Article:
• Spinners were mostly implemented for the Tunnels area (and a nod to the third floor in Wizardry 1) to give players an extra reason to pay attention to their surroundings, otherwise they would end up wandering around the area for hours straight (even with multiple hints on where they should and shouldn't go). The implementation had several challenges:
    • They had to be subtle -- if the player saw their character turning, they'd definitely suspect something is wrong;
    • They had to be not too subtle -- that's why there's some static on the screen to give the player a hint that something has happened;
    • How would they function in combat -- this question remains unanswered at the moment, but I do have a few ideas for that that I'd like to implement in the sequel. Here it's the main reason why the spinners are located in areas that are pretty far away from the spots where you encounter enemies.
  • Teleporters are not very frequent in the game, just like spinners, and they were implemented to give the player a nice shake once in a while. I'm still wondering how to insert them into combat system -- throwing off aim if you step into one of them? Telefragging if there's an entity standing on the destination tile? We can only hope to find out if I make another game like this. There were also quiet teleporters, but these didn't end up in the game -- I just couldn't find a nice place to add them;
  • One-way passages were a no-brainer -- just turn them into elevated areas which can be jumped down from. Mostly used for shortcuts in the game (e.g. avoiding some of the sunrays @ Upper Level);
  • Traps and environmental hazards are limited to the following types:
    • Landmines -- can be disarmed, can be shot, enemies can sometimes end up being forced to step onto them;
    • Sunrays -- very rare hazard type, melts the armor. Very dangerous to non-heavy enemies;
    • Jammers of several types, such as:
      • Dark Zone -- blocks main view, gives penalties to the entities within the range. Autonomous robots (Schess, Ruma, etc) get a slight accuracy penalty, while piloted robots (Eagle, Crow, Eberbach Enforcer...) get a noticeable penalty to both accuracy and evasion;
      • Slowdown -- gives a noticeable evasion penalty to both autonomous and piloted robots;
      • Disruptor -- kinda funny name, but not very funny results. Blocks the player's ability to move and attack in the same turn, forcing him to use manual shooting. Nasty stuff.
  • Scripted events or 'specials' -- people usually hate scripted events for a good reason, but everyone knows that some of these can spice up the game is used correctly. A good example in Das Geisterschiff was heavily inspired after reading about Wizardry VII (to my shame, I'm yet to play this one), which as far as I know had multiple parties competing with the player -- in Das Geisterschiff, though, at one point of the game there's another entity who evades the player during the whole chapter and plants landmines all over the place, sometimes blocking the paths and trying to lure the player towards the encounters;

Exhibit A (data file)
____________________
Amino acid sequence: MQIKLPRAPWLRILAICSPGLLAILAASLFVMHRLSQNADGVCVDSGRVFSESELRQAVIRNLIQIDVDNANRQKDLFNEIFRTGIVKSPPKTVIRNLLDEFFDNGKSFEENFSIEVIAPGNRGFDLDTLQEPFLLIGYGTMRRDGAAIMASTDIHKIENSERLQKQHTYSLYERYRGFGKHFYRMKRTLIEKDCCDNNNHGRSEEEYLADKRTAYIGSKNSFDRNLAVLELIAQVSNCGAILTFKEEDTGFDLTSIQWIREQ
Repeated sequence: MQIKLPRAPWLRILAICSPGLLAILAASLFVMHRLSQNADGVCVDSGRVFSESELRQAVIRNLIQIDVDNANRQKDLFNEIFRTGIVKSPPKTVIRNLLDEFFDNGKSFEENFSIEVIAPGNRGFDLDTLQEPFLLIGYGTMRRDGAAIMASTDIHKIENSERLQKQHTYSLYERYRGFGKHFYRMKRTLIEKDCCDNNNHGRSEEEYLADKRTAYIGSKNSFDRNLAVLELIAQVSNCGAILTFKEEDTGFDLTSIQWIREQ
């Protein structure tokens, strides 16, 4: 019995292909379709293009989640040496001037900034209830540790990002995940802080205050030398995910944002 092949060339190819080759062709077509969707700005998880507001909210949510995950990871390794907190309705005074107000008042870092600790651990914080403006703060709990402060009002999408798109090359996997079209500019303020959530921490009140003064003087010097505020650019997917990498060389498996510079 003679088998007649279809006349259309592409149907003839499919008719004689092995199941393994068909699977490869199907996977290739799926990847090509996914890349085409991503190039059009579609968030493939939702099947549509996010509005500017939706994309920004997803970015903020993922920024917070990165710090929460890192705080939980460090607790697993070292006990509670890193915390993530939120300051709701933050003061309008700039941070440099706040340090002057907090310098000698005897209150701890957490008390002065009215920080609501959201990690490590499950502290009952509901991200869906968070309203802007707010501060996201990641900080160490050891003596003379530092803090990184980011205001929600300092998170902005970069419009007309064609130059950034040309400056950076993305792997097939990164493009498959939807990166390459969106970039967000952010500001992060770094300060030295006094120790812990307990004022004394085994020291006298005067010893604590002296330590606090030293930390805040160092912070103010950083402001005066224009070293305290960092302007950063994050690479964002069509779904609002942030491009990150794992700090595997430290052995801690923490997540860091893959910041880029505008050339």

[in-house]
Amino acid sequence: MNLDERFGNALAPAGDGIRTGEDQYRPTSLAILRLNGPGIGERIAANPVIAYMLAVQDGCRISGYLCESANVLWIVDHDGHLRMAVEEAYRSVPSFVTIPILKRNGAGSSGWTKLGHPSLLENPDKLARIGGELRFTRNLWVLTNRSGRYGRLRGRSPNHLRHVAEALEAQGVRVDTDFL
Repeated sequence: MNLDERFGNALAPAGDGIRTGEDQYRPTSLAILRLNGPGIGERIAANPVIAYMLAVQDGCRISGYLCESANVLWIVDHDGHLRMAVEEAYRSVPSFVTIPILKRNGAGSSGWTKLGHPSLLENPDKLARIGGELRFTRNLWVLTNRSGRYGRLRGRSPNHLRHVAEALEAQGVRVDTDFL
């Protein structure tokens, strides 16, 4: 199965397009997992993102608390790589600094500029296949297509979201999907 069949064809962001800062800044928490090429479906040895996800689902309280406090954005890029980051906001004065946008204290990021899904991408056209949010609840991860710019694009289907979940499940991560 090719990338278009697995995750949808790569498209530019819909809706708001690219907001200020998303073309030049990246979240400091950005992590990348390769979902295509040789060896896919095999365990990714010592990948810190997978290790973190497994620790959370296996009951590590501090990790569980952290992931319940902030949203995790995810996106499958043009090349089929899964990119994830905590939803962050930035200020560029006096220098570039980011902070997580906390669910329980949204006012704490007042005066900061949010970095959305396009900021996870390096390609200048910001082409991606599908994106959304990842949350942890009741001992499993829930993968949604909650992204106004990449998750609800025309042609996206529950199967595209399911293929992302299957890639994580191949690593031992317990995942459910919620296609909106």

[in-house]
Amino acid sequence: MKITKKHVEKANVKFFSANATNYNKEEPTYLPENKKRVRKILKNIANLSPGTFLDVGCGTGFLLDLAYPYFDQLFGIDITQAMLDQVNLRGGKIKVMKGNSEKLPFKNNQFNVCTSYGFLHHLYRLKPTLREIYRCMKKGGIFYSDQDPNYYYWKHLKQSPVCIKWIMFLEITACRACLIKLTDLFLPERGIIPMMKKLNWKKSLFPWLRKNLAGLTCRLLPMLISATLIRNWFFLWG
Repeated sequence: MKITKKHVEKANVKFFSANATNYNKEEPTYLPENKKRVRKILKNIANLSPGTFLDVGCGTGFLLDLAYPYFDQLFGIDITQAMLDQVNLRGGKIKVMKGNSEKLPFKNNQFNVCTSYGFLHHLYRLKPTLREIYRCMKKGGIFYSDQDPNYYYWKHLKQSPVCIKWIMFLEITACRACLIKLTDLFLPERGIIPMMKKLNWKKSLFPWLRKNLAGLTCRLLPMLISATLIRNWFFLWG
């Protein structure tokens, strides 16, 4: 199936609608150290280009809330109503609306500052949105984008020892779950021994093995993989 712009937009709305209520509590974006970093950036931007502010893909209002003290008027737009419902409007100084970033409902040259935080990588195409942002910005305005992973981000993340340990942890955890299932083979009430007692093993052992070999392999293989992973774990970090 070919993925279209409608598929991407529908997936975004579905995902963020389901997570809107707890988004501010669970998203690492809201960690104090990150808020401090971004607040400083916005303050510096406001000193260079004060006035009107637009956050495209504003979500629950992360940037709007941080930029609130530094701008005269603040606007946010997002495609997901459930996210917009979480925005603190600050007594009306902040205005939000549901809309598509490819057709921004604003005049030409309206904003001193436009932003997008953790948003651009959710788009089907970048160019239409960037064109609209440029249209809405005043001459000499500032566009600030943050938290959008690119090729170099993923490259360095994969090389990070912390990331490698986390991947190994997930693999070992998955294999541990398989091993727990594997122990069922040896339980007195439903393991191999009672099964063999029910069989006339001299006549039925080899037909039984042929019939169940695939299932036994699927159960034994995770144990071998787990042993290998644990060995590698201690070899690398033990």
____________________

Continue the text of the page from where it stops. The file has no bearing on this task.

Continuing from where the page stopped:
• Limited saves idea came from Enemy Zero as means to give the player an incentive to live with their mistakes and push forward. The game is rather forgiving in this regard -- you can restart the current dungeon segment if you die or restart the whole chapter if you believe that your savegame is screwed, but the best way to avoid this is analyzing the enemy behavior and current situation and acting accordingly.

Features that didn't end up in the game

Ouch. These features were either half-implemented and abandoned, never left the design document for a variety of reasons or came up long after I locked the design and started making content (and will probably end up in a sequel if I ever get around to making one). Let's take a look at them and their potential usage in the game:

  • Thin/glass/breakable walls -- never found a good use to them at that time and they would sometimes cause pathfinding issues. Now I have a good idea for them (hiding useful upgrades and alternative passages through levels), but alas, they never made it here;
  • Elevators -- half-implemented into the main game, would serve as means to travel between various sections of the level and quick escapes from combat, but cut after hitting the limitations of the PC I've got (which is a budget laptop from 2010 or so), which forced to design bigger dungeons as smaller segments that end up being seamless multi-floor areas if mapped on graph paper;
  • Laser beams -- would cause damage to the player passing through them, but could be reprogrammed to damage enemies instead. Never made it for whatever reason;
  • Movable/pullable objects -- pushing a huge object to obstruct a path for the enemy, opening a new path or solving a puzzle this way would be an interesting idea, but these never left the design document in this game, even though I have a prototype of an RPG that uses this mechanic a lot;
  • Combat stances -- what the pilot is currently focusing on? Hitting the target, sacrificing some evasion points? Evading the next shot, while sacrificing the accuracy? Or just standing there, maintaining the balance between the two? This idea came up by the end of the development of this game and will definitely end up in a sequel;
  • Special abilities -- this came up when I realized that some enemy types need some unique abilities that bend the rules of the game to make them memorable, avoid exploitable tactics and so on. Unfortunately, not giving the player the ability to rush towards the enemy (like Carriers do) or use an AoE attack (Wraith) kinda broke the one of my design rules ('The player and enemies follow the same rules and have the same tools...'), but this would probably end up in the sequel. Abilities can add more to the exploration and combat, and I'd like to find a good way to add them to the future games to make combat more than picking the right position and weapon against the enemy.

Conclusion: dungeon crawlers as a genre have a shitton of unexplored potential and there are many things that can be used to spice up the gameplay and offer something completely different. I'm sure that the examples provided are just the tip of the iceberg and there's more that can be done with the genre, and you don't have to look too far -- just recall the games you liked or features that caught your eye and see how you can adapt these ideas into the genre or crazy stuff that you pulled off during the tabletop sessions. 

Have a nice day and enjoy the game!